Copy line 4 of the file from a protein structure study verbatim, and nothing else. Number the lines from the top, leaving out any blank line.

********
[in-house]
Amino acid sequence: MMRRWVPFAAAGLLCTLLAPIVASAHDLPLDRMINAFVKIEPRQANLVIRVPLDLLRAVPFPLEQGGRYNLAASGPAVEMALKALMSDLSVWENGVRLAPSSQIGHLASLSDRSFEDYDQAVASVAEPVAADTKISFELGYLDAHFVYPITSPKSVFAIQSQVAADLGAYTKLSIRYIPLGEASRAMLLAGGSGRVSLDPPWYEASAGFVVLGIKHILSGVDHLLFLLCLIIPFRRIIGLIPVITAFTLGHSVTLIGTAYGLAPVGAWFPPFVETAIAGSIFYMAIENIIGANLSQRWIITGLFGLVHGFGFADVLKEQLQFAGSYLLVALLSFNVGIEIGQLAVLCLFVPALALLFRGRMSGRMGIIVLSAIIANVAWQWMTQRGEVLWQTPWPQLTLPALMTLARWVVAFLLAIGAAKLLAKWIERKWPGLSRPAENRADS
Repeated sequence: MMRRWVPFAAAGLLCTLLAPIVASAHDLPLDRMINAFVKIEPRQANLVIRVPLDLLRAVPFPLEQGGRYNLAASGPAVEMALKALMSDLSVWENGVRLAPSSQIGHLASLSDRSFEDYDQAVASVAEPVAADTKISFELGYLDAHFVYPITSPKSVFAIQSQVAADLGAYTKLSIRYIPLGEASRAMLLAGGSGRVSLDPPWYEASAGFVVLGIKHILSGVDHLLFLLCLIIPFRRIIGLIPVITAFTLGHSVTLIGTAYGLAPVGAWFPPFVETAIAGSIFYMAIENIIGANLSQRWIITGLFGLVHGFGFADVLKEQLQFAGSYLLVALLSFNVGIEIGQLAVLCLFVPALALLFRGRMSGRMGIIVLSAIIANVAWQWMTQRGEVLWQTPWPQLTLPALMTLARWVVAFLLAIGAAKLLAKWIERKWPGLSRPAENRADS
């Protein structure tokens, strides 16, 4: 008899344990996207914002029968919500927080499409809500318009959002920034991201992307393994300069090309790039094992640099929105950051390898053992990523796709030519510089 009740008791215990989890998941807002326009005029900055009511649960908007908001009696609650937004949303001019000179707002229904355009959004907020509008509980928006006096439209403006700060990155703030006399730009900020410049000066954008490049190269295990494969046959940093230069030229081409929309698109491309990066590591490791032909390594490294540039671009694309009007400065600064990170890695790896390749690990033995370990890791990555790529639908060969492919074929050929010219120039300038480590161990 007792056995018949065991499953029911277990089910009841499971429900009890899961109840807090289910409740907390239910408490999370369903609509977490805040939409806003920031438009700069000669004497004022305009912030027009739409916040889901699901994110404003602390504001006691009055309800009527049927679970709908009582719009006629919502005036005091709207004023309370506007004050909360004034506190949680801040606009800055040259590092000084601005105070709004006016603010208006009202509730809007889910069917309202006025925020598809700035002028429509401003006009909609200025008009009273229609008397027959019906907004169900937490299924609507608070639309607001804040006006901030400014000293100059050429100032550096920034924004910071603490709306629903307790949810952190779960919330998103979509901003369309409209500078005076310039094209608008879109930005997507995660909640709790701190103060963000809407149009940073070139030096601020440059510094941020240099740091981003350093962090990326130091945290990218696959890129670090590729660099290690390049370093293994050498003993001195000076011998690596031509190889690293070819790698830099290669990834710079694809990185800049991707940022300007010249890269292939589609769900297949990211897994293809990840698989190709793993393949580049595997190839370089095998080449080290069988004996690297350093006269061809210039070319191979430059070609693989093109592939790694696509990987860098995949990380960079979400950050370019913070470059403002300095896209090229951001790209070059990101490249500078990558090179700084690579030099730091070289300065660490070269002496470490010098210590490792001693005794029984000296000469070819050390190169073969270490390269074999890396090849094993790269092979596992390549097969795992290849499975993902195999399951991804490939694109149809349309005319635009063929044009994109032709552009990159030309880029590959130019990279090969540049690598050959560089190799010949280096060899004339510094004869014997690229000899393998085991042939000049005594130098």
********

């Protein structure tokens, strides 16, 4: 008899344990996207914002029968919500927080499409809500318009959002920034991201992307393994300069090309790039094992640099929105950051390898053992990523796709030519510089 009740008791215990989890998941807002326009005029900055009511649960908007908001009696609650937004949303001019000179707002229904355009959004907020509008509980928006006096439209403006700060990155703030006399730009900020410049000066954008490049190269295990494969046959940093230069030229081409929309698109491309990066590591490791032909390594490294540039671009694309009007400065600064990170890695790896390749690990033995370990890791990555790529639908060969492919074929050929010219120039300038480590161990 007792056995018949065991499953029911277990089910009841499971429900009890899961109840807090289910409740907390239910408490999370369903609509977490805040939409806003920031438009700069000669004497004022305009912030027009739409916040889901699901994110404003602390504001006691009055309800009527049927679970709908009582719009006629919502005036005091709207004023309370506007004050909360004034506190949680801040606009800055040259590092000084601005105070709004006016603010208006009202509730809007889910069917309202006025925020598809700035002028429509401003006009909609200025008009009273229609008397027959019906907004169900937490299924609507608070639309607001804040006006901030400014000293100059050429100032550096920034924004910071603490709306629903307790949810952190779960919330998103979509901003369309409209500078005076310039094209608008879109930005997507995660909640709790701190103060963000809407149009940073070139030096601020440059510094941020240099740091981003350093962090990326130091945290990218696959890129670090590729660099290690390049370093293994050498003993001195000076011998690596031509190889690293070819790698830099290669990834710079694809990185800049991707940022300007010249890269292939589609769900297949990211897994293809990840698989190709793993393949580049595997190839370089095998080449080290069988004996690297350093006269061809210039070319191979430059070609693989093109592939790694696509990987860098995949990380960079979400950050370019913070470059403002300095896209090229951001790209070059990101490249500078990558090179700084690579030099730091070289300065660490070269002496470490010098210590490792001693005794029984000296000469070819050390190169073969270490390269074999890396090849094993790269092979596992390549097969795992290849499975993902195999399951991804490939694109149809349309005319635009063929044009994109032709552009990159030309880029590959130019990279090969540049690598050959560089190799010949280096060899004339510094004869014997690229000899393998085991042939000049005594130098």